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Published online: 2019-04-11
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Nutritional risk index is a better predictor of early mortality than conventional nutritional markers after trans-catheter aortic valve replacement: A prospective cohort study

Silvia Mas-Peiro, Nestoras Papadopoulos, Thomas Walther, Andreas M. Zeiher, Stephan Fichtlscherer, Mariuca Vasa-Nicotera
DOI: 10.5603/CJ.a2019.0038
·
Pubmed: 30994180

open access

Ahead of print
Original articles
Published online: 2019-04-11

Abstract

Background: Nutritional risk index (NRI) has been shown to better predict survival than body mass index (BMI) or albumin after several cardiovascular interventions. Under assessment herein is whether NRI can have higher predictive value than conventional parameters for short-term survival after transcatheter aortic valve replacement (TAVR).

Methods: A prospective cohort study was performed. In-hospital, 1-month and 3-month survival was evaluated. Since most patients undergoing TAVR are over 65, the NRI definition for a geriatric population (GNRI) was used. The impact of baseline BMI, albumin levels, and GNRI on in-hospital and short-term survival was assessed.

Results: 152 patients aged 82 ± 5.4 were included. In-hospital, 1-month, and 3-month mortality was 5.3%, 5.9%, and 9.2%, respectively. Mean GNRI was 112.7 ± 11.9, and was significantly lower in patients who died in-hospital (101.0 ± 8.8 vs. 113.3 ± 11.7), at 30 days (103.4 ± 10.9 vs. 113.3 ± 11.7), and at 90 days (104.0 ± 9.6 vs. 113.6 ± 11.8) than in survivors (all, p < 0.05). Three-month mortality in patients with no nutritional risk was 6.8% (9/132) vs. 25% (5/20) in patients with malnutrition (p = 0.022). In univariate analysis, GNRI predicted in-hospital, 30-day, and 90-day mortality (all, p < 0.05). Predictive value remained significant after adjusting for age, EuroSCORE II, and STS-Score (p < 0.05). Based on Receiver operating curves, GNRI (AUC: 0.73) showed a better discrimination for 3-month mortality than albumin (0.69), weight (0.67) or BMI (0.62). The optimal cut-off value was 109.8.

Conclusions: The geriatric nutritional risk index predicts short-term mortality after TAVR and has a higher discriminating ability than other commonly used nutritional variables. It is a simple parameter that identifies those patients who could benefit from pre-procedural nutritional therapy.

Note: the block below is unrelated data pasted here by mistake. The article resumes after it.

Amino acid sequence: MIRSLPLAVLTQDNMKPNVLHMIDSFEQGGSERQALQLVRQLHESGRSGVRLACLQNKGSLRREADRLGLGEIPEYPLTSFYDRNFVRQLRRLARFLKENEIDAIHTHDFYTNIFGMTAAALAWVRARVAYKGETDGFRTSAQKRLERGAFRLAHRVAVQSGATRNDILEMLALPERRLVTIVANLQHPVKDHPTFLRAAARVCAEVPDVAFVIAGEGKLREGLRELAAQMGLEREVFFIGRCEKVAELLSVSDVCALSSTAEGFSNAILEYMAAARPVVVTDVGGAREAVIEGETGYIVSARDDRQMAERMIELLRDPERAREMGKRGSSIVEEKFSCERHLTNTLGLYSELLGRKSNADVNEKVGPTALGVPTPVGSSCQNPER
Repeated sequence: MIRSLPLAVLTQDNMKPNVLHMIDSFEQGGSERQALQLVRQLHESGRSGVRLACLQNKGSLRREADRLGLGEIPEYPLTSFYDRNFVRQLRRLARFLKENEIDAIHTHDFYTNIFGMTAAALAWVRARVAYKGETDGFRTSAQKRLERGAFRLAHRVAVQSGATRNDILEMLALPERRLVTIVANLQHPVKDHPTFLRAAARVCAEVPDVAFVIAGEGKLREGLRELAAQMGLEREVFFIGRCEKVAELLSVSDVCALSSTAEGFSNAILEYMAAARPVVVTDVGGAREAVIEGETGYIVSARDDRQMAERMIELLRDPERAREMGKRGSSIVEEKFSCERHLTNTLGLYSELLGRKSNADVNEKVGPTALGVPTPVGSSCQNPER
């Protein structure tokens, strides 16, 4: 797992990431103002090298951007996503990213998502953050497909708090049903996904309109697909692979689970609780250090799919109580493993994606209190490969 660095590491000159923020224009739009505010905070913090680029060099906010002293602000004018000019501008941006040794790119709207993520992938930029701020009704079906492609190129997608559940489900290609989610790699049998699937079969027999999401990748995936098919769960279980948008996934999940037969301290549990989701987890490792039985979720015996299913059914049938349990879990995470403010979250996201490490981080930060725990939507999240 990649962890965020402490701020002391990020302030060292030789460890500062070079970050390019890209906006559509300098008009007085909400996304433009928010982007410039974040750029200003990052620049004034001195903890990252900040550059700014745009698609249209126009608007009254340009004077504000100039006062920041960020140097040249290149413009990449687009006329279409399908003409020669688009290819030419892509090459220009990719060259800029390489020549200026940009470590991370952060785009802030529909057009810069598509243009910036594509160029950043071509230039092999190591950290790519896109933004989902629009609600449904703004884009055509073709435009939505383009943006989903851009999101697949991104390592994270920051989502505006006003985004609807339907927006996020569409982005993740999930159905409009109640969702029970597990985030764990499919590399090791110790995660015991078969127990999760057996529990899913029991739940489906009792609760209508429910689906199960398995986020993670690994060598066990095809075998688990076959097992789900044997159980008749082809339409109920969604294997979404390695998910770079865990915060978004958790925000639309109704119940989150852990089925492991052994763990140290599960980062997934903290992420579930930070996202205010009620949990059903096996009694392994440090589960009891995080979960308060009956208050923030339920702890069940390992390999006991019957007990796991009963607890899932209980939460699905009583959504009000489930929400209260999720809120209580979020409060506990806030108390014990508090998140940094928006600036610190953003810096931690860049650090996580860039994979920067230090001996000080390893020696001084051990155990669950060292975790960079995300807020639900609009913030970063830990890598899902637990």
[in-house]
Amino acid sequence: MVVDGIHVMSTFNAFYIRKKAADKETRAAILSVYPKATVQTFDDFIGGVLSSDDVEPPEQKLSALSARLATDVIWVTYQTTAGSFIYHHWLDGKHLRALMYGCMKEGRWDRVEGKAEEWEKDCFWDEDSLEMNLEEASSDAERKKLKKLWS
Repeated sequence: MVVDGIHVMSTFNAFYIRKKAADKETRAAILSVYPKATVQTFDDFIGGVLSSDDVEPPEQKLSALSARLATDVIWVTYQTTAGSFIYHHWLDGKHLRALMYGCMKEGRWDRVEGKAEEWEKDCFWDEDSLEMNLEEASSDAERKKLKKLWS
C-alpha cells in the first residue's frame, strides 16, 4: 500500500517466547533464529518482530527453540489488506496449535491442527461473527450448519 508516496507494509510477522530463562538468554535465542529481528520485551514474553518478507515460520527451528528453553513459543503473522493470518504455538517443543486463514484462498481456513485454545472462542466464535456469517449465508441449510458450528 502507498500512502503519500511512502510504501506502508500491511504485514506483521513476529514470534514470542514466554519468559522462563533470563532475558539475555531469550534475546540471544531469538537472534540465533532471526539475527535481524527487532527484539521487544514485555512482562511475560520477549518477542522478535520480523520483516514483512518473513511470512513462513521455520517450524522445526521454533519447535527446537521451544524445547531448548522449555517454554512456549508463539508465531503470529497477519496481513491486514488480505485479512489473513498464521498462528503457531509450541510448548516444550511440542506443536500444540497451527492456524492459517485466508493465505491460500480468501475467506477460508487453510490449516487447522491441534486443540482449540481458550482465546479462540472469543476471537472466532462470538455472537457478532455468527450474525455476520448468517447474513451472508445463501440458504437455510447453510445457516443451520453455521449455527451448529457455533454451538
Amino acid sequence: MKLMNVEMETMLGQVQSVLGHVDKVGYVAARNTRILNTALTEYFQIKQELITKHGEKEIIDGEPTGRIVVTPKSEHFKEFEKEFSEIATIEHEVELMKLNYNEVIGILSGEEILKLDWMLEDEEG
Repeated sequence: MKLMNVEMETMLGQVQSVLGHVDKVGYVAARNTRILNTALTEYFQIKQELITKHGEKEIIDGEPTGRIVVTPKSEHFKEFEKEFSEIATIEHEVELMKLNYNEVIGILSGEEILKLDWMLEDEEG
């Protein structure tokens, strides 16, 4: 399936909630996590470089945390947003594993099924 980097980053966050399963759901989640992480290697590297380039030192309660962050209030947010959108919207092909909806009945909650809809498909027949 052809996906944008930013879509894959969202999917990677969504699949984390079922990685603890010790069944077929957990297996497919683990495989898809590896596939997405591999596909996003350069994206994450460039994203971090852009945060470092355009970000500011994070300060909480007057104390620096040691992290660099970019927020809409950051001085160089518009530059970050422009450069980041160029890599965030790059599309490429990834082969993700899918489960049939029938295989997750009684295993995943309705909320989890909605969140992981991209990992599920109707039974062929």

Abstract

Background: Nutritional risk index (NRI) has been shown to better predict survival than body mass index (BMI) or albumin after several cardiovascular interventions. Under assessment herein is whether NRI can have higher predictive value than conventional parameters for short-term survival after transcatheter aortic valve replacement (TAVR).

Methods: A prospective cohort study was performed. In-hospital, 1-month and 3-month survival was evaluated. Since most patients undergoing TAVR are over 65, the NRI definition for a geriatric population (GNRI) was used. The impact of baseline BMI, albumin levels, and GNRI on in-hospital and short-term survival was assessed.

Results: 152 patients aged 82 ± 5.4 were included. In-hospital, 1-month, and 3-month mortality was 5.3%, 5.9%, and 9.2%, respectively. Mean GNRI was 112.7 ± 11.9, and was significantly lower in patients who died in-hospital (101.0 ± 8.8 vs. 113.3 ± 11.7), at 30 days (103.4 ± 10.9 vs. 113.3 ± 11.7), and at 90 days (104.0 ± 9.6 vs. 113.6 ± 11.8) than in survivors (all, p < 0.05). Three-month mortality in patients with no nutritional risk was 6.8% (9/132) vs. 25% (5/20) in patients with malnutrition (p = 0.022). In univariate analysis, GNRI predicted in-hospital, 30-day, and 90-day mortality (all, p < 0.05). Predictive value remained significant after adjusting for age, EuroSCORE II, and STS-Score (p < 0.05). Based on Receiver operating curves, GNRI (AUC: 0.73) showed a better discrimination for 3-month mortality than albumin (0.69), weight (0.67) or BMI (0.62). The optimal cut-off value was 109.8.

Conclusions: The geriatric nutritional risk index predicts short-term mortality after TAVR and has a higher discriminating ability than other commonly used nutritional variables. It is a simple parameter that identifies those patients who could benefit from pre-procedural nutritional therapy.

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Keywords

aortic valve stenosis, body mass index, transcatheter aortic valve replacement, hypoalbuminemia

About this article
Title

Nutritional risk index is a better predictor of early mortality than conventional nutritional markers after trans-catheter aortic valve replacement: A prospective cohort study

Journal

Cardiology Journal

Issue

Ahead of print

Article type

Research paper

Published online

2019-04-11

DOI

10.5603/CJ.a2019.0038

Pubmed

30994180

Keywords

aortic valve stenosis
body mass index
transcatheter aortic valve replacement
hypoalbuminemia

Authors

Silvia Mas-Peiro
Nestoras Papadopoulos
Thomas Walther
Andreas M. Zeiher
Stephan Fichtlscherer
Mariuca Vasa-Nicotera

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